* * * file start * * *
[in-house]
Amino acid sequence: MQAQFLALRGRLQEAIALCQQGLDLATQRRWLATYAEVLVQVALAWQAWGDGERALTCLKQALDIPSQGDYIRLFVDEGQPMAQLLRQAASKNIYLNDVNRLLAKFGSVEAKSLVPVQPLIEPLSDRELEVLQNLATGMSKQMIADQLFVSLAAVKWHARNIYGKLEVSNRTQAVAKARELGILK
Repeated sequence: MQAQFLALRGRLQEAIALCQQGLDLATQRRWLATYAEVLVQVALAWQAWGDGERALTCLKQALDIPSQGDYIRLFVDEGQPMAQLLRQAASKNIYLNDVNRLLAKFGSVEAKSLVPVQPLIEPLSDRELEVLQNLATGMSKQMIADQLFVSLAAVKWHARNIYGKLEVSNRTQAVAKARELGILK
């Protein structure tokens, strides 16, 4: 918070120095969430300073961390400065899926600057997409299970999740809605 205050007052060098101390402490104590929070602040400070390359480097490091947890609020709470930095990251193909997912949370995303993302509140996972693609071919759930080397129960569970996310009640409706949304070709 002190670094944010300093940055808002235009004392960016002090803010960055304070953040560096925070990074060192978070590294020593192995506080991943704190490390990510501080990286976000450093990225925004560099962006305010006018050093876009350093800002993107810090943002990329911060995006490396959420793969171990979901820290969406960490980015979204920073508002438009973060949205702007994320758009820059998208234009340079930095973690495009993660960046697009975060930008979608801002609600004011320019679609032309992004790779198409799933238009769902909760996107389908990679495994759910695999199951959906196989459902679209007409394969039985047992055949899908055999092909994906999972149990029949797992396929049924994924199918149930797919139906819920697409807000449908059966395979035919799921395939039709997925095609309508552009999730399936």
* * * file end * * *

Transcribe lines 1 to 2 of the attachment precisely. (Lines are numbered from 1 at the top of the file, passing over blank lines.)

[in-house]
Amino acid sequence: MQAQFLALRGRLQEAIALCQQGLDLATQRRWLATYAEVLVQVALAWQAWGDGERALTCLKQALDIPSQGDYIRLFVDEGQPMAQLLRQAASKNIYLNDVNRLLAKFGSVEAKSLVPVQPLIEPLSDRELEVLQNLATGMSKQMIADQLFVSLAAVKWHARNIYGKLEVSNRTQAVAKARELGILK